Optic nerve pallor proves prevalent in ZIKA virus patients, study finds

During a presentation at the American Academy of Ophthalmology 2021 annual meeting, Denise Freitas, MD, reported that the ocular findings in infants with congenital Zika virus syndrome were similar among the affected infants and occurred frequently. The most prevalent of the findings was optic nerve pallor.

Reviewed by Denise Freitas, MD.

Ocular findings in infants with congenital Zika virus syndrome (CZS) were similar among the affected infants and occurred frequently, according to Denise Freitas, MD, who presented findings at the American Academy of Ophthalmology 2021 annual meeting in New Orleans.

The most prevalent of the findings was optic nerve pallor.

Freitas is from the Department of Ophthalmology and Visual Sciences, Paulista School of Medicine, Hospital São Paulo, and the Federal University of São Paulo, São Paulo, Brazil.

Freitas and colleagues conducted a study to characterize the ocular findings in infants with microcephaly and CZS from 2015 to 2017 in Paraiba, Brazil.

The investigators classified the infants into 1 of the following 3 categories: confirmed congenital ZIKV infection based on a positive test and negative for rubella, toxoplasmosis, HIV, syphilis, cytomegalovirus, and herpes simplex virus; probable congenital ZIKV infection, indicating a previous ZIKV infection or passive immunity and negative tests for the other infections; or suspected ZIKV infection in infants that did not undergo testing for ZIKV or other disease but exhibited clinical findings suggestive of the congenital ZIKV syndrome, Freitas explained.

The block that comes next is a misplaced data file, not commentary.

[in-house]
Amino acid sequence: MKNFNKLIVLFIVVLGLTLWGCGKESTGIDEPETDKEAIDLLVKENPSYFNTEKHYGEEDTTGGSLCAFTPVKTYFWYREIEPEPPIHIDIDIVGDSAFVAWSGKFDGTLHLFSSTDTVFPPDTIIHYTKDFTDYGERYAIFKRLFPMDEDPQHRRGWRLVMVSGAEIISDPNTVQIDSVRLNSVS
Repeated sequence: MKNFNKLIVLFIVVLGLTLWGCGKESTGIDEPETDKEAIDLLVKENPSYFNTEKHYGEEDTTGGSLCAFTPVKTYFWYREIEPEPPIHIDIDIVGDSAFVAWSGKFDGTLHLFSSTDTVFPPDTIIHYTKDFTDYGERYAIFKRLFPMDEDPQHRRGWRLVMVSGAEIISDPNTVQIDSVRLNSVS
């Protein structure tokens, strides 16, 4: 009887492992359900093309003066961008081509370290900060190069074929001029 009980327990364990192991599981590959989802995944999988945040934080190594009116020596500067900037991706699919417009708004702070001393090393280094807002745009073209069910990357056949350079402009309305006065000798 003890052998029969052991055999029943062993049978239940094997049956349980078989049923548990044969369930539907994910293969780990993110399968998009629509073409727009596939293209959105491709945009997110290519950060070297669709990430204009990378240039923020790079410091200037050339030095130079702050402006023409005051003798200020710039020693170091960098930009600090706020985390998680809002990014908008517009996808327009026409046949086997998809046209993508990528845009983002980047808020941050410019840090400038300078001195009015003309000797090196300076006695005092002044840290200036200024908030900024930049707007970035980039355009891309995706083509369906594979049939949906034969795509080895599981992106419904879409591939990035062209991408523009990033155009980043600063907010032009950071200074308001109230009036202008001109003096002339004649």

Findings in study infants

Fifty-six infants were included in the study, all of whom had microcephaly and other signs that are typical of CZS. The mean age at examination was 5.25 months (median, 4 months; range, 1-12 months). The mean head circumference was 28.76 centimeters (median, 29 centimeters; range, 25-31.9 centimeters).

Freitas reported that 12 (21.4%) infants had confirmed congenital ZIKV infection, 15 (26.8%) had probable infection, and 29 (51.8%) had suspected infection.

Ocular findings were identified in 24 infants (42.9%) of the 56 infants and included gross retinal pigmentation in 11 (45.8%), macular chorioretinal atrophy in 11 (45.8%), optic nerve hypoplasia in 1 (4.2%), optic nerve pallor in 14 (58.3%), and increased optic disc excavation in 2 (8.3%).

“The ocular findings were similar among the infants and consistent with those reported in the literature, regardless of the patients’ serologic confirmation or classification,” Freitas concluded. “The findings were identified frequently and the prevalent was optic nerve pallor.”

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